The great white shark is one of nature's premier predators. It's so well designed that it's been around for more than 11 million years, with its immediate ancestors dating back to more than 60 million years ago.
Like all sharks, the white shark is equipped with two major food-finding senses: its sense of smell and its ability to detect electrical impulses. A shark smells with the aid of tiny structures called lamellae, located in two nostrils near the tip of its snout. The lamellae are so sensitive that they can detect one drop of blood in 25 gallons of water.
To hunt prey, a shark also depends on its ampullae of Lorenzini, a series of jelly-filled canals on its snout that sense electrical impulses. Combined with the sense of smell, this force-field detector makes the white shark an efficient predator.
For many years, the great white shark was hunted for trophies and simply out of fear. Only recently has concern for these top predators been aroused. As a vital member of its habitat, and one that helps keep its ecosystem in balance, the white shark now enjoys protected status in many areas of the world.
Unfortunately, the public's impression of these animals often comes mainly from frightful stories and lurid pictures. Many photographic and diving-adventure businesses have formed around the white shark, primarily in South Africa, southern Australia and California. Although these programs have drawbacks, many people hope that such increased exposure to the white shark will help foster public awareness about its welfare.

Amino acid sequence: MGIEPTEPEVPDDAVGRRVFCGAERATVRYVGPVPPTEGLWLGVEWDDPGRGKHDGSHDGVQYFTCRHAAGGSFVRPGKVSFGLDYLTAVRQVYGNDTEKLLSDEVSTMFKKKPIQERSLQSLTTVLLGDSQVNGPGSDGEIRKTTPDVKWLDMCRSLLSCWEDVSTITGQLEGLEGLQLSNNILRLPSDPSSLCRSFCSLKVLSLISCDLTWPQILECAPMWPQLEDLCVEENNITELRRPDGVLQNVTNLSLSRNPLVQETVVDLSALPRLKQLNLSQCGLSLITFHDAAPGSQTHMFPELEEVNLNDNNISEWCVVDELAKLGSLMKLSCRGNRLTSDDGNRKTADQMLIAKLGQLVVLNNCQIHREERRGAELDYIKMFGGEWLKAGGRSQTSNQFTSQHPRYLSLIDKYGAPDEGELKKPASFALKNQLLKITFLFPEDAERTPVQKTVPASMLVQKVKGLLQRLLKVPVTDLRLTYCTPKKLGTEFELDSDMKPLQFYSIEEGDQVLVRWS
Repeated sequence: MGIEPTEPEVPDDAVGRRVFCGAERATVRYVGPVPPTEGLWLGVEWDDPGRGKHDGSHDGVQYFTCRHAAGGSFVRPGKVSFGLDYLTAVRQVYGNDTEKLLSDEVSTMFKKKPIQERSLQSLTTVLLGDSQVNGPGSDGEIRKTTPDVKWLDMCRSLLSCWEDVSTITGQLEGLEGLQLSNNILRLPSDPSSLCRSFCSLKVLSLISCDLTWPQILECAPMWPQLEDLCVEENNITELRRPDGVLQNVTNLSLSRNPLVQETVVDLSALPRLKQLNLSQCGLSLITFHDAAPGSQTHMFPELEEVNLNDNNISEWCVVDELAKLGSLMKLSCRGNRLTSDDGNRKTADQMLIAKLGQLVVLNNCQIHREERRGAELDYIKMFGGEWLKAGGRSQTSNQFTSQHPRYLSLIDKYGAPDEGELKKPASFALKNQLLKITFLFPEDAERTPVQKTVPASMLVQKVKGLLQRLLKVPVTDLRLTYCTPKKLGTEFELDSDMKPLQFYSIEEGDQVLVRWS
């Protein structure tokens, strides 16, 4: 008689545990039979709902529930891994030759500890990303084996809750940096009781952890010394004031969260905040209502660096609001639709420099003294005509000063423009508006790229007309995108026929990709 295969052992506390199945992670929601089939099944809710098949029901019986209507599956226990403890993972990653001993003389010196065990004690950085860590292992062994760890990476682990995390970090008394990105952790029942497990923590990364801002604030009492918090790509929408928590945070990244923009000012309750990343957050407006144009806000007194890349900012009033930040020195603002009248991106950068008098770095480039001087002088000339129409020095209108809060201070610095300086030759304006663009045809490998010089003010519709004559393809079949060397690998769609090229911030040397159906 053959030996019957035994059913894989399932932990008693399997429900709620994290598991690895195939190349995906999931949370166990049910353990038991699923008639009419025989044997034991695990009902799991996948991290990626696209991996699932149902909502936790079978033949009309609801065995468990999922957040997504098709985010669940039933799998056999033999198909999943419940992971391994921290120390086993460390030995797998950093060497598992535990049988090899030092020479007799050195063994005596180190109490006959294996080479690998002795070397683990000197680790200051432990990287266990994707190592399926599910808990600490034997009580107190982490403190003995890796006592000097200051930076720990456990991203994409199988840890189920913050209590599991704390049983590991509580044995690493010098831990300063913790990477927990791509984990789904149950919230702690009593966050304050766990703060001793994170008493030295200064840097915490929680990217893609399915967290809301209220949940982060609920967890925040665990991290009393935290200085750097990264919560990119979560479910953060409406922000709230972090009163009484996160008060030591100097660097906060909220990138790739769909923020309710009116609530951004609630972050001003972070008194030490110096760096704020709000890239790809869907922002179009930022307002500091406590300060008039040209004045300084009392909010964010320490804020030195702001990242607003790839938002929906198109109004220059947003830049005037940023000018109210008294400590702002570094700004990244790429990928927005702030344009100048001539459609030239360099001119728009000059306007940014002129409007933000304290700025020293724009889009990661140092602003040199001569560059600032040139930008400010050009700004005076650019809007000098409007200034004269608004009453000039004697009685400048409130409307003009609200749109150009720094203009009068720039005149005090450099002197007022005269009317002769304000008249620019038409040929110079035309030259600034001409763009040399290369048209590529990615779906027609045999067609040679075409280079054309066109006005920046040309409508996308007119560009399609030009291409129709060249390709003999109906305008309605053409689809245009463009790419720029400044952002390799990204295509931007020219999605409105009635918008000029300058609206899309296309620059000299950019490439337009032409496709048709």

Great white sharks have been known to jump completely out of the water, usually when racing upwards from deep water to catch a fast-moving meal, like a seal or sea lion.
At any one time, a great white shark has more than 3,000 serrated, razor-sharp teeth arranged in rows. The first two rows are used to grab and rip out a mouth-sized piece of flesh, which is then swallowed whole—the white shark doesn't chew its food. The teeth in the remaining rows rotate into use as mature teeth are lost during feeding.
Like all sharks, the great white shark has no bones; its skeleton is made of cartilage, the same tissue that gives shape to our ears and noses.